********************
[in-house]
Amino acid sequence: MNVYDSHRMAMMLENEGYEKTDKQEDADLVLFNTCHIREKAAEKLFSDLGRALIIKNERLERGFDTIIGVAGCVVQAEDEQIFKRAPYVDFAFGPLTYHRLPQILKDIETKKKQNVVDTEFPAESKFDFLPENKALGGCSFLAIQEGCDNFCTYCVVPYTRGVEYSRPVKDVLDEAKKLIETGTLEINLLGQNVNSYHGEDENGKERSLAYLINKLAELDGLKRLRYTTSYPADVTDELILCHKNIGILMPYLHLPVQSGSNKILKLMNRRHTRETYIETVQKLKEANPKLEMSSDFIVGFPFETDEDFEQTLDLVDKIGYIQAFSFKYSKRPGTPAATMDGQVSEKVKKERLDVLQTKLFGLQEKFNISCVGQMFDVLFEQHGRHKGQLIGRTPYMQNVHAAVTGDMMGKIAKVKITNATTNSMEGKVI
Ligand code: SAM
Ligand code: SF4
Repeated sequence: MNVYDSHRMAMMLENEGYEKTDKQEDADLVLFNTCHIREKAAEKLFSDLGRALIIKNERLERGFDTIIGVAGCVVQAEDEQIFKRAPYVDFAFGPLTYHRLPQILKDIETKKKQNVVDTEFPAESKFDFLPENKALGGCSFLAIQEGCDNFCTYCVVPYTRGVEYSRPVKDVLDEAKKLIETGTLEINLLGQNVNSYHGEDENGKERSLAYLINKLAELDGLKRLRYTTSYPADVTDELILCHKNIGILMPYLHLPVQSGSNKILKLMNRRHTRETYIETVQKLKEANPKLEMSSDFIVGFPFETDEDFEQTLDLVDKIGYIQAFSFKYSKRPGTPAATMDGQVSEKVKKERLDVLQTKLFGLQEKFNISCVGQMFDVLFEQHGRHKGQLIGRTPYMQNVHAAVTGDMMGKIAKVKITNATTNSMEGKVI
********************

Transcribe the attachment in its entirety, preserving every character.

[in-house]
Amino acid sequence: MNVYDSHRMAMMLENEGYEKTDKQEDADLVLFNTCHIREKAAEKLFSDLGRALIIKNERLERGFDTIIGVAGCVVQAEDEQIFKRAPYVDFAFGPLTYHRLPQILKDIETKKKQNVVDTEFPAESKFDFLPENKALGGCSFLAIQEGCDNFCTYCVVPYTRGVEYSRPVKDVLDEAKKLIETGTLEINLLGQNVNSYHGEDENGKERSLAYLINKLAELDGLKRLRYTTSYPADVTDELILCHKNIGILMPYLHLPVQSGSNKILKLMNRRHTRETYIETVQKLKEANPKLEMSSDFIVGFPFETDEDFEQTLDLVDKIGYIQAFSFKYSKRPGTPAATMDGQVSEKVKKERLDVLQTKLFGLQEKFNISCVGQMFDVLFEQHGRHKGQLIGRTPYMQNVHAAVTGDMMGKIAKVKITNATTNSMEGKVI
Ligand code: SAM
Ligand code: SF4
Repeated sequence: MNVYDSHRMAMMLENEGYEKTDKQEDADLVLFNTCHIREKAAEKLFSDLGRALIIKNERLERGFDTIIGVAGCVVQAEDEQIFKRAPYVDFAFGPLTYHRLPQILKDIETKKKQNVVDTEFPAESKFDFLPENKALGGCSFLAIQEGCDNFCTYCVVPYTRGVEYSRPVKDVLDEAKKLIETGTLEINLLGQNVNSYHGEDENGKERSLAYLINKLAELDGLKRLRYTTSYPADVTDELILCHKNIGILMPYLHLPVQSGSNKILKLMNRRHTRETYIETVQKLKEANPKLEMSSDFIVGFPFETDEDFEQTLDLVDKIGYIQAFSFKYSKRPGTPAATMDGQVSEKVKKERLDVLQTKLFGLQEKFNISCVGQMFDVLFEQHGRHKGQLIGRTPYMQNVHAAVTGDMMGKIAKVKITNATTNSMEGKVI